Why Do landlords require Animal Insurance

June 26, 2014

A landlord may feel the need to require animal insurance as a means of limiting her liability. Landlords, although appearing to have an interest primarily in their tenants and the tenants’ well-being, actually have a greater interest in themselves and the condition of their security property, otherwise known to  the rest of us as merely  our apartment or house. Because the condition and safety of their property interests is at the top of their lists, they must take practical steps to protect that property and their own liability as the owner of the property.

Animal insurance is important because it protects landlords against two types of liability, both of which scare property owners.  Animal  insurance covers the landlord in the event of any damage caused by the animal and  covers liability the landlord may incur as a result of an injurious act of a pet.

Animal insurance covering pet damage to a rental unit can be added as a rider to a tenants regular renter’s insurance policy for an additional policy premium. Insurance which includes liability insurance covering injuries caused by the tenant’s pets can also be added as a rider to the tenant’s renter’s insurance policy in locations where that coverage is available for renters to purchase. i f a  policy purports to cover various pet related injuries, be certain that the policy does not offer such limited coverage that it becomes impracticable to give effect to that provision. Coverage for anything is available in a particular state  only when that state’s legislature authorizes that coverage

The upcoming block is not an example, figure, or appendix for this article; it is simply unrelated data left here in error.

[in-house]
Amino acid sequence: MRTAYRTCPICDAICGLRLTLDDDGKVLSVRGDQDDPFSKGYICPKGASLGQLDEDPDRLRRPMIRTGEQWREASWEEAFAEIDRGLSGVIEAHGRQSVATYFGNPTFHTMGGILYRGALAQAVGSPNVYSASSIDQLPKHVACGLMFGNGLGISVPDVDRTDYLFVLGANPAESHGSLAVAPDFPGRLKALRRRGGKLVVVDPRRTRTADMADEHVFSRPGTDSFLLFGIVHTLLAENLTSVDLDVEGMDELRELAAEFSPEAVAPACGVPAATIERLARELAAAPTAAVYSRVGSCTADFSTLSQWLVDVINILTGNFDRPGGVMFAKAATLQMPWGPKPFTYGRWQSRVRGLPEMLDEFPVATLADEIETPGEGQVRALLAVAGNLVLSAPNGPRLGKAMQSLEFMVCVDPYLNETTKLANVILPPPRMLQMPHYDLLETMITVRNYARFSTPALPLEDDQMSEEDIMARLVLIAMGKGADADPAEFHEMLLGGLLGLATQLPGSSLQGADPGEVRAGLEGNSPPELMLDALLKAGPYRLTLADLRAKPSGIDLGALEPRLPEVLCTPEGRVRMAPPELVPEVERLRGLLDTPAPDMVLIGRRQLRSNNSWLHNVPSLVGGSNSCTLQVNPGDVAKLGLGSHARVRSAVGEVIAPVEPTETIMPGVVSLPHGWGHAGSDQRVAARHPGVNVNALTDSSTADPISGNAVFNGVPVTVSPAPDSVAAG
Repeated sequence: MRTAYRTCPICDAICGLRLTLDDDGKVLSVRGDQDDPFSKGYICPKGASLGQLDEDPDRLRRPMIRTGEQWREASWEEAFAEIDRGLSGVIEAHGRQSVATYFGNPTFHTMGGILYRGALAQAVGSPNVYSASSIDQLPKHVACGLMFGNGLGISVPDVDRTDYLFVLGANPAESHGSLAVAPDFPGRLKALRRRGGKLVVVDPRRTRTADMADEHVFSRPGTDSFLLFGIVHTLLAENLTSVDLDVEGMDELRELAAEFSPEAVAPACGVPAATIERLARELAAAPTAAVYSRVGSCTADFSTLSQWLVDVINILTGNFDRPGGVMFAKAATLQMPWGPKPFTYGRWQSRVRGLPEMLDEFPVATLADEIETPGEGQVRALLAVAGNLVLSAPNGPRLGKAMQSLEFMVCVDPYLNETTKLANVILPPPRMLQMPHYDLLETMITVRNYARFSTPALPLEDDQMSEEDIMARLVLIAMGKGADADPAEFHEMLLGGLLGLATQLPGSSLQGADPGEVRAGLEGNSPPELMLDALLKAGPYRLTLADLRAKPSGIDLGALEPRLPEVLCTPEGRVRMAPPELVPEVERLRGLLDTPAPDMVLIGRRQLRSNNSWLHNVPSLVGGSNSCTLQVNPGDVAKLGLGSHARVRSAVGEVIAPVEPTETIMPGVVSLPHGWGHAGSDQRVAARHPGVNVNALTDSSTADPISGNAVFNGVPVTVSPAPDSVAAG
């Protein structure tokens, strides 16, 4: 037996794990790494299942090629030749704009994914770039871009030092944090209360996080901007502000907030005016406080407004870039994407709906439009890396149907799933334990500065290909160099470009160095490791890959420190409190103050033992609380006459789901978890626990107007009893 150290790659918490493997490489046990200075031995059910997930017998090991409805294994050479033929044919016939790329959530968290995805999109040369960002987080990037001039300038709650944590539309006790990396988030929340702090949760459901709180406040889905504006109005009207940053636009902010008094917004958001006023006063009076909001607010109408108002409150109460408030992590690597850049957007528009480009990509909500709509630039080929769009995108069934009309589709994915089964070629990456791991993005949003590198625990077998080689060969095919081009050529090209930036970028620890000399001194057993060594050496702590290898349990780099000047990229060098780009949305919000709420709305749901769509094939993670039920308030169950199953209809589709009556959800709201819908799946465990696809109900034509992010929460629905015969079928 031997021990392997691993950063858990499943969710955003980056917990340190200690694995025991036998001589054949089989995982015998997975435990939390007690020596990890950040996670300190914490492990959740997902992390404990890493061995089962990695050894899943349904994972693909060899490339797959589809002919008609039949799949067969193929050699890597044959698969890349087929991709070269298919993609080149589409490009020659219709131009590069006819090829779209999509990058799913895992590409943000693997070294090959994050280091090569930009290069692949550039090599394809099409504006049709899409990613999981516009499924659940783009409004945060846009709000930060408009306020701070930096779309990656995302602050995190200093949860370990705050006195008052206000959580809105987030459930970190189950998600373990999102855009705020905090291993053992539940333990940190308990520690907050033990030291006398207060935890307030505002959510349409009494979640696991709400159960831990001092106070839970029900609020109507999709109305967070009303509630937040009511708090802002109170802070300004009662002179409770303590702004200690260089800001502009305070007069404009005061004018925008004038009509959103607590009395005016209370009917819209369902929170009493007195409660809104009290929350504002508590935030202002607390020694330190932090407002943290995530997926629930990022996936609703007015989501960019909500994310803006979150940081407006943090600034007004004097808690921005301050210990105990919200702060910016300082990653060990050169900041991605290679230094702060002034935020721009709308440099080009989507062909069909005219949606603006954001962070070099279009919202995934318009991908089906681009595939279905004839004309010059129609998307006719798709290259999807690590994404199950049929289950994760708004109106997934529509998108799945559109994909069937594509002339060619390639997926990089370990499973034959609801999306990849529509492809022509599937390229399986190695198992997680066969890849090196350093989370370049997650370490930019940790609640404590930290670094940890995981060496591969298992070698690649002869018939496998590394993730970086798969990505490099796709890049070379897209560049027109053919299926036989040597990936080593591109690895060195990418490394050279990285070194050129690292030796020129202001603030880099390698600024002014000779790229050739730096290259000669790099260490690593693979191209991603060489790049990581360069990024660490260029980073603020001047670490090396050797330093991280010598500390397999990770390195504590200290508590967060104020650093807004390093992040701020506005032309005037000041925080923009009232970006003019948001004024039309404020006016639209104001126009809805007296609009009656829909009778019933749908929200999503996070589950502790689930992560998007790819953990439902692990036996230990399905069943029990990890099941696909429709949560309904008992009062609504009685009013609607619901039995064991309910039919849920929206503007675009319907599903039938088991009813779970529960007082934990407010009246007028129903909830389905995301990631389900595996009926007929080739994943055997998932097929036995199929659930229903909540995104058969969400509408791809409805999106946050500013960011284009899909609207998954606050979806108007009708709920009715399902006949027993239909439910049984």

There are additional contractual ways of offering protection to a landlord in addition to requiring animal insurance coverage provided by tenants on the acts of their pets. Certain pet agreements entered into by landlords and tenants may serve to reduce risks to landlords caused by pet misbehavior but does not replace the protection of animal insurance. One of these agreements can be put into effect by clearly stating the nature of any acts the landlord is responsible for and which acts of the pet’s behavior are then the sole  responsibility of the tenant-pet owners.

Any landlord making use of a pet agreement  to assign rights and/or responsibilities relating to pets on the premises must maintain a  list of the specific pets covered b the agreement and must further be vigilant to keep the list updated.

 

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